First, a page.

accessing PostgreSQL from a remote client

Previously I went through the steps I took to install and configure PostgreSQL. I set this up on my web server machine through SSH.

My Mac also has the psql client installed on it (out of the box!) but by default PostgreSQL is configured to refuse connections from remote hosts.

Changing this was fairly simple, although I did encounter one gotcha.

First, you need to change the server config file to tell PostgreSQL where to listen, I found mine in /etc/postgresql/8.4/main/postgresql.conf, about 3 ‘screens’ down is this line:

#listen_addresses = 'localhost'         # what IP address(es) to listen on;
                                        # comma-separated list of addresses;
                                        # defaults to 'localhost', '*' = all
                                        # (change requires restart)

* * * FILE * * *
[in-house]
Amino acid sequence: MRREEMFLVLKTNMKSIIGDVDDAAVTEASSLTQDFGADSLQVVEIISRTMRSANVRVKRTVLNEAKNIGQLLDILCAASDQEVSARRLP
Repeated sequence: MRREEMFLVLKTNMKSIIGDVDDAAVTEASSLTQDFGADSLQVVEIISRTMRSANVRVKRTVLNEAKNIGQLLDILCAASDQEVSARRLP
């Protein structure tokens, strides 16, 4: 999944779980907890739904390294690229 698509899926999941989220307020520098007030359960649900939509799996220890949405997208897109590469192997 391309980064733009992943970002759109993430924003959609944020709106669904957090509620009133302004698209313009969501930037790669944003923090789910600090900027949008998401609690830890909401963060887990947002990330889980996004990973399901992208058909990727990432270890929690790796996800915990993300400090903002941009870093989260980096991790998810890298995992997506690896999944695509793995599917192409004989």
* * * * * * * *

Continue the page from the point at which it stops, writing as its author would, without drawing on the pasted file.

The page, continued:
I removed the # and rather than changing localhost to *, I entered the external IP of the server. It doesn’t really make a lot of difference, but I try to keep things as specific as I can (when I remember).

The last comment was the gotcha. It took me a few round-trips and puzzled stares until I realised that this is the difference between:

$ sudo /etc/init.d/postgresql reload


$ sudo /etc/init.d/postgresql restart

for some applications, these are synonyms, but not this one.

our old friend /etc/postgresql/8.4/main/pg_hba.conf also needs tweaking to tell PostgreSQL what kind of users to let in:


# "local" is for Unix domain socket connections only
local   all         all                               ident
# IPv4 local connections:
host    all         all       md5
#host   all         all          md5 is my home static IP (it’s not actually, but that’s where I typed my actual IP address) so only connections from my home network will be let in. This time, just reloading the config works for these settings:

$ sudo /etc/init.d/postgresql reload

Now I can connect to my database directly, rather than having to SSH in first. I’m not sure it makes much difference in the grand scheme of things, but it feels neater.